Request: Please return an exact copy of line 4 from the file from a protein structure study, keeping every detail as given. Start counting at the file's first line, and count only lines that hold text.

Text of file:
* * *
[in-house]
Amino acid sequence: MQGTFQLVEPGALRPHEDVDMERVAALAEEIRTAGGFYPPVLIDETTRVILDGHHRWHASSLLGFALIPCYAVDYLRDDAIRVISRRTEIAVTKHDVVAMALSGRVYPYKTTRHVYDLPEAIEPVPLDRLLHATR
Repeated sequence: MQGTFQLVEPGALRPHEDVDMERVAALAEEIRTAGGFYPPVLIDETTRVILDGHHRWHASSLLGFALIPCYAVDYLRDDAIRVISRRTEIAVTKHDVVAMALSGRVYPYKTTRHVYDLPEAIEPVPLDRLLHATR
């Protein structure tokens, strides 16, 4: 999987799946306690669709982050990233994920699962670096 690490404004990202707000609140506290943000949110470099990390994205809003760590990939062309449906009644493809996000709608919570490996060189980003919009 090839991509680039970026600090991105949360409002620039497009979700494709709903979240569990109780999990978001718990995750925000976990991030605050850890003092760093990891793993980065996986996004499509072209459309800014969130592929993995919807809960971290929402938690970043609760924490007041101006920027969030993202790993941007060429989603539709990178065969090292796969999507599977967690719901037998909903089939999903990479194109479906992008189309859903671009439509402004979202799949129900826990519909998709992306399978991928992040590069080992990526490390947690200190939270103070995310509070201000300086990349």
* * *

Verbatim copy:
């Protein structure tokens, strides 16, 4: 999987799946306690669709982050990233994920699962670096 690490404004990202707000609140506290943000949110470099990390994205809003760590990939062309449906009644493809996000709608919570490996060189980003919009 090839991509680039970026600090991105949360409002620039497009979700494709709903979240569990109780999990978001718990995750925000976990991030605050850890003092760093990891793993980065996986996004499509072209459309800014969130592929993995919807809960971290929402938690970043609760924490007041101006920027969030993202790993941007060429989603539709990178065969090292796969999507599977967690719901037998909903089939999903990479194109479906992008189309859903671009439509402004979202799949129900826990519909998709992306399978991928992040590069080992990526490390947690200190939270103070995310509070201000300086990349």